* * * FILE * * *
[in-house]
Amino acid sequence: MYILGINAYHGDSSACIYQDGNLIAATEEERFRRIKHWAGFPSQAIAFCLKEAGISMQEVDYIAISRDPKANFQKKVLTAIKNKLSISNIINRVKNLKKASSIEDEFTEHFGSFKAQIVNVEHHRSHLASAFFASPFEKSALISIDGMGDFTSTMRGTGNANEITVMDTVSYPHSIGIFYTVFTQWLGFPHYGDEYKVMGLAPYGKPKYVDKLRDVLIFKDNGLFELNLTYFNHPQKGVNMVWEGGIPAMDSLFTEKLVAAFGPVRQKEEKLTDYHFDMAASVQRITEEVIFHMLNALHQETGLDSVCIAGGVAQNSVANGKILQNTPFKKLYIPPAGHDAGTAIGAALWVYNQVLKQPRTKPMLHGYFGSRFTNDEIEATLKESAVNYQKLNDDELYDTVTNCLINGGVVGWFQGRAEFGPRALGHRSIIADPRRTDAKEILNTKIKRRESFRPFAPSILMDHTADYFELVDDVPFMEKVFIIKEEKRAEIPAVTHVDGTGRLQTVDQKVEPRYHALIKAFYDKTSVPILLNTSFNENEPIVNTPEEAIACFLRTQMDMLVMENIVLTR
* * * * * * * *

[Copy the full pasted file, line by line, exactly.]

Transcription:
[in-house]
Amino acid sequence: MYILGINAYHGDSSACIYQDGNLIAATEEERFRRIKHWAGFPSQAIAFCLKEAGISMQEVDYIAISRDPKANFQKKVLTAIKNKLSISNIINRVKNLKKASSIEDEFTEHFGSFKAQIVNVEHHRSHLASAFFASPFEKSALISIDGMGDFTSTMRGTGNANEITVMDTVSYPHSIGIFYTVFTQWLGFPHYGDEYKVMGLAPYGKPKYVDKLRDVLIFKDNGLFELNLTYFNHPQKGVNMVWEGGIPAMDSLFTEKLVAAFGPVRQKEEKLTDYHFDMAASVQRITEEVIFHMLNALHQETGLDSVCIAGGVAQNSVANGKILQNTPFKKLYIPPAGHDAGTAIGAALWVYNQVLKQPRTKPMLHGYFGSRFTNDEIEATLKESAVNYQKLNDDELYDTVTNCLINGGVVGWFQGRAEFGPRALGHRSIIADPRRTDAKEILNTKIKRRESFRPFAPSILMDHTADYFELVDDVPFMEKVFIIKEEKRAEIPAVTHVDGTGRLQTVDQKVEPRYHALIKAFYDKTSVPILLNTSFNENEPIVNTPEEAIACFLRTQMDMLVMENIVLTR